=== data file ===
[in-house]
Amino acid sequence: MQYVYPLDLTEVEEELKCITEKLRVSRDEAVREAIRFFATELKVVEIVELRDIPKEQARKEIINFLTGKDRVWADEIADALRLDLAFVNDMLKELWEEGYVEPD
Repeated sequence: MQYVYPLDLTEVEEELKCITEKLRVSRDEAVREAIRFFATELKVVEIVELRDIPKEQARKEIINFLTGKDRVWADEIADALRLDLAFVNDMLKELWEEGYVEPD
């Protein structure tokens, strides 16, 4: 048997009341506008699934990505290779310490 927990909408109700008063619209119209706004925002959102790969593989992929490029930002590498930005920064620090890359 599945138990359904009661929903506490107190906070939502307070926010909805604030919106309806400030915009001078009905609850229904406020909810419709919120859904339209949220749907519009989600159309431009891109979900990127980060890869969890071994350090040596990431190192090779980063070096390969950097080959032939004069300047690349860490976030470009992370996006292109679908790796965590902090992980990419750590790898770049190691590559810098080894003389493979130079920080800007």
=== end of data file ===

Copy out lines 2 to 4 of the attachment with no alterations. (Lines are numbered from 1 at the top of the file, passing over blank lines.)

Amino acid sequence: MQYVYPLDLTEVEEELKCITEKLRVSRDEAVREAIRFFATELKVVEIVELRDIPKEQARKEIINFLTGKDRVWADEIADALRLDLAFVNDMLKELWEEGYVEPD
Repeated sequence: MQYVYPLDLTEVEEELKCITEKLRVSRDEAVREAIRFFATELKVVEIVELRDIPKEQARKEIINFLTGKDRVWADEIADALRLDLAFVNDMLKELWEEGYVEPD
């Protein structure tokens, strides 16, 4: 048997009341506008699934990505290779310490 927990909408109700008063619209119209706004925002959102790969593989992929490029930002590498930005920064620090890359 599945138990359904009661929903506490107190906070939502307070926010909805604030919106309806400030915009001078009905609850229904406020909810419709919120859904339209949220749907519009989600159309431009891109979900990127980060890869969890071994350090040596990431190192090779980063070096390969950097080959032939004069300047690349860490976030470009992370996006292109679908790796965590902090992980990419750590790898770049190691590559810098080894003389493979130079920080800007």